The Teaching of Zero in the Pre-school Years

By Karen Garcia

Zero symbolizes nothing.  It presents itself as the cornerstone of mathematics, mute protagonist of our arithmetical system.

The idea of zero developed in India starting in the 5th century B.C.  There various religions accepted the creation of the world starting from nothing.  The Hindus demonstrated that when you add it to any number it’s unchanged, while if you combine it using multiplication, the result is null.  Later they tried to use it as a divisor and the admired the appearance of infinity.  The Arabs transmitted this mathematical wisdom to Europe with the expansion of Islam.  The Jews also incorporated it into the Cabala, their mystical tradition, to create numerology.[1]

In the Cuban school, a child acquires the notion of the concept of zero in first grade. From a young age he knows how to recite the numbers up to great quantities but the concept of quantity and cardinal notion is usually acquired during the early years of primary school.  So the concept of zero appears in the resolution of concrete operations of addition and subtraction where the same represents the absence “of what one is going to share;” eg: I have a box of 5 candies and Pedro ate 5.  How many are left?[2]

In the mathematics textbook of first grade (Edited by Pueblo and Educacion.  8th edition, Cuba 2010) the natural numbers from 1-10 appear on page 11.  Starting from page 54, the number 0 appears on the number line.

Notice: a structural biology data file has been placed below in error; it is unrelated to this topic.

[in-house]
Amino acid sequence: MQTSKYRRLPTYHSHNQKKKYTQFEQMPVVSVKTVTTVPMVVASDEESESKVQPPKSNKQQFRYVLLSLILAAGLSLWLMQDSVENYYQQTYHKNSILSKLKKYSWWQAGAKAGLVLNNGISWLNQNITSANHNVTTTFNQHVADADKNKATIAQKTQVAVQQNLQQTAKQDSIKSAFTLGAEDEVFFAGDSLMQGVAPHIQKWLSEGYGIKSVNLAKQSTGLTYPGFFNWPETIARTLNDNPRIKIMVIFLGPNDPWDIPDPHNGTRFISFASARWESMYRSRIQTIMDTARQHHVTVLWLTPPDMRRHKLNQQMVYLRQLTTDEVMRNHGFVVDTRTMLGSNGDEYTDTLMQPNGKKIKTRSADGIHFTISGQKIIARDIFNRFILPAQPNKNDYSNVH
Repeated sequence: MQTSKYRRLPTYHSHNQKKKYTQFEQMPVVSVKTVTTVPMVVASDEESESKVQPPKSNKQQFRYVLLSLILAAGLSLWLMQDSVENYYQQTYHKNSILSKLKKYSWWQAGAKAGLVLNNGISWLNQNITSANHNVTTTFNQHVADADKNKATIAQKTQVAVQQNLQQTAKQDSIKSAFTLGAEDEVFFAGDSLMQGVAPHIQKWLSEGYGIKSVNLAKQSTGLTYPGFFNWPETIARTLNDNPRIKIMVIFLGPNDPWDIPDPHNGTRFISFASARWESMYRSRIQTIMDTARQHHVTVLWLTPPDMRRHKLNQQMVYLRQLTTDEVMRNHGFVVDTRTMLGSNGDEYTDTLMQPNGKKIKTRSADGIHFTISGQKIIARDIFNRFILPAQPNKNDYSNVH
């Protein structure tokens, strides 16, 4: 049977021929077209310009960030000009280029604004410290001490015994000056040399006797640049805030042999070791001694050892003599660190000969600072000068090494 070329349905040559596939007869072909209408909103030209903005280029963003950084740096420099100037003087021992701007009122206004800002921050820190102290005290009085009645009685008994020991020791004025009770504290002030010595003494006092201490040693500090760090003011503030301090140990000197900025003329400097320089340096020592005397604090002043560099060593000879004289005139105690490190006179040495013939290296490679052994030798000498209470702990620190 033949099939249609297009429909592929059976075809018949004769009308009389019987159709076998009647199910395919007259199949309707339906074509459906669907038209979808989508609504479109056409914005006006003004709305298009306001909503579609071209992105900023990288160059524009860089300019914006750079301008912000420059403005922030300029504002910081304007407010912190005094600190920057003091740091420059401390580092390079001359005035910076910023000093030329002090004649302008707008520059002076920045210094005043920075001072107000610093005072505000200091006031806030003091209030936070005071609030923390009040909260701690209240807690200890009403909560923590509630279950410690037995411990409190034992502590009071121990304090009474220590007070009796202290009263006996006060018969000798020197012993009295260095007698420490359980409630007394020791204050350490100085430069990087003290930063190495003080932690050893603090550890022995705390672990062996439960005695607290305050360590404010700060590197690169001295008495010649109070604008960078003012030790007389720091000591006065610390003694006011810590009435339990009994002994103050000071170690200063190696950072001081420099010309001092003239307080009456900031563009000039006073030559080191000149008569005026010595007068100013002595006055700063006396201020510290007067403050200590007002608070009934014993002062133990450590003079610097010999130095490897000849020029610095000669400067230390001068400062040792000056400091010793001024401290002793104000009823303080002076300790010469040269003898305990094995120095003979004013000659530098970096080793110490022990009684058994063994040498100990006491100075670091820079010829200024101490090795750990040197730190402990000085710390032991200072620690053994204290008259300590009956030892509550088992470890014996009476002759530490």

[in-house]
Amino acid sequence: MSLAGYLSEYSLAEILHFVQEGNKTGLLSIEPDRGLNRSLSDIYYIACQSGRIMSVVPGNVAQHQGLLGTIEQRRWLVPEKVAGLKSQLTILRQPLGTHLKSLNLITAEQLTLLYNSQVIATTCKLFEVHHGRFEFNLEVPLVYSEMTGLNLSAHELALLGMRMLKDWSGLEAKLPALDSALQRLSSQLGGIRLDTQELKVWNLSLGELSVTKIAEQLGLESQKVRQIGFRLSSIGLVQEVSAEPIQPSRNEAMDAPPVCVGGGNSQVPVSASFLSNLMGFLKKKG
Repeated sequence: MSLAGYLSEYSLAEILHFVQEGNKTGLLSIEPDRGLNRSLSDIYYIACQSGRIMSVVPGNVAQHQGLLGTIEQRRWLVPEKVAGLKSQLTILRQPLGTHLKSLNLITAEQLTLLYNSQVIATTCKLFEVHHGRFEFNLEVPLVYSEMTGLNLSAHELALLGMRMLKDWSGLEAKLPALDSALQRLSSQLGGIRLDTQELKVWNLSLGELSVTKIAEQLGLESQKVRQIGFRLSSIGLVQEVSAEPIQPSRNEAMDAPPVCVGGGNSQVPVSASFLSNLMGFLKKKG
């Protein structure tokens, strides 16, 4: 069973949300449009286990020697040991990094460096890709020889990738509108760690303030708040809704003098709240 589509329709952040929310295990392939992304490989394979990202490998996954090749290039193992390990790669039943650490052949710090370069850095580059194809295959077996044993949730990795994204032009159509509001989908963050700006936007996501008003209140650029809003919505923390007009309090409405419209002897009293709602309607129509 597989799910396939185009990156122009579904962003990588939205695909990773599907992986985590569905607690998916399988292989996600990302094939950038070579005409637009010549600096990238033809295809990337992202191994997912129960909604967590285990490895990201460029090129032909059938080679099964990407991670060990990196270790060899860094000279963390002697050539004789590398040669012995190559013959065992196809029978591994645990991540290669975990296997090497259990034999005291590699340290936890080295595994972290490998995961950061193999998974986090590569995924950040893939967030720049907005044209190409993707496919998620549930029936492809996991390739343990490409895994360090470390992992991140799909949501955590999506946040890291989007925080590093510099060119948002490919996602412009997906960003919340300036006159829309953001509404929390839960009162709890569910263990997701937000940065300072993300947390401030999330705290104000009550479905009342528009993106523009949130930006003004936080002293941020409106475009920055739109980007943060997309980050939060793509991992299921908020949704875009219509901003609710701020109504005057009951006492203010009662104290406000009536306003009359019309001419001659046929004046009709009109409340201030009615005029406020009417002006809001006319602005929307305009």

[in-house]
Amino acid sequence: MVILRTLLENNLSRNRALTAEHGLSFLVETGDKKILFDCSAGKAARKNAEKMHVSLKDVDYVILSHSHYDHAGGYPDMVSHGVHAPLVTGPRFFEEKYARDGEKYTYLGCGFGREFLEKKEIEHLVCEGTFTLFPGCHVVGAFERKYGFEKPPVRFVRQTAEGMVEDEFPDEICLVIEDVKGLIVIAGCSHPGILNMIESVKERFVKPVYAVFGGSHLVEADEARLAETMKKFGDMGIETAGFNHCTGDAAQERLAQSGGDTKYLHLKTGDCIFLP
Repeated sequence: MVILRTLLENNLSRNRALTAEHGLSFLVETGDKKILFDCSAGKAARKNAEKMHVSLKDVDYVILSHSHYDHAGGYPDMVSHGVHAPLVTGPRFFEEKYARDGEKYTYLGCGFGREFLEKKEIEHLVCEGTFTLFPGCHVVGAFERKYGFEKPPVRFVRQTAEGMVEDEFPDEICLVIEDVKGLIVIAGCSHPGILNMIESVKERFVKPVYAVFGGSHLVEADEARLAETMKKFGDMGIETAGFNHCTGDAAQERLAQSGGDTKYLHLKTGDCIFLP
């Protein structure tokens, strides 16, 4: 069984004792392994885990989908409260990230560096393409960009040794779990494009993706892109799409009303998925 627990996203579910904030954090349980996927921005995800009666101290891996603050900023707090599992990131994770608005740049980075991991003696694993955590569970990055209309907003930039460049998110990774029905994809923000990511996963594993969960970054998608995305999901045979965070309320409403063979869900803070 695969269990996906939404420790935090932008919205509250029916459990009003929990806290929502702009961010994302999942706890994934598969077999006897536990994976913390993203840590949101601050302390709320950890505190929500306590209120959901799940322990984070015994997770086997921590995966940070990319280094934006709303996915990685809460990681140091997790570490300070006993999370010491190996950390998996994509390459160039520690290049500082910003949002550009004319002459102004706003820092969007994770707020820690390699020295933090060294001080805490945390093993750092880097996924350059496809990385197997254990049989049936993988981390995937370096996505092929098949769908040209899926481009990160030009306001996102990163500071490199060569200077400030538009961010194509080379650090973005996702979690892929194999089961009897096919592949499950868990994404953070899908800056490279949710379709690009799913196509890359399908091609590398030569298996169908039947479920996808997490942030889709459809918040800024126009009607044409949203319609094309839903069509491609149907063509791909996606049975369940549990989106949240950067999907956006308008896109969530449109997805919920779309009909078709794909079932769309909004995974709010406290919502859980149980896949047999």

During the teaching of preschool, an activity that could be used to introduce the concept of zero is to give each little one a small box of objects.  Mention to them that they are going to start with zero and ask them to signal the quantity, that is to say, that they take all the objects out of the box. It is recommended to write on the board the number 0, at the same time reminding that them that we start from this number and in this way constructing learning.  Instead of saying 1, 2, 3, 4,…once the toddler knows the abstract concept of number, it’s time to teach him to count: 0, 1, 2, 3, 4…. This way of teaching facilitates the concept of the number line that will be used later in the first grade of elementary school.

[1] Loria, Gino, Historia Sucinta de la Matematica, 1932

[2] Monaco Nancy I., El número cero ¿la nada matematica?, Buenos Aires, 2009

8 August 2013

Posted on August 11, 2013, in Dora Leonor Mesa. Bookmark the permalink. Leave a comment.

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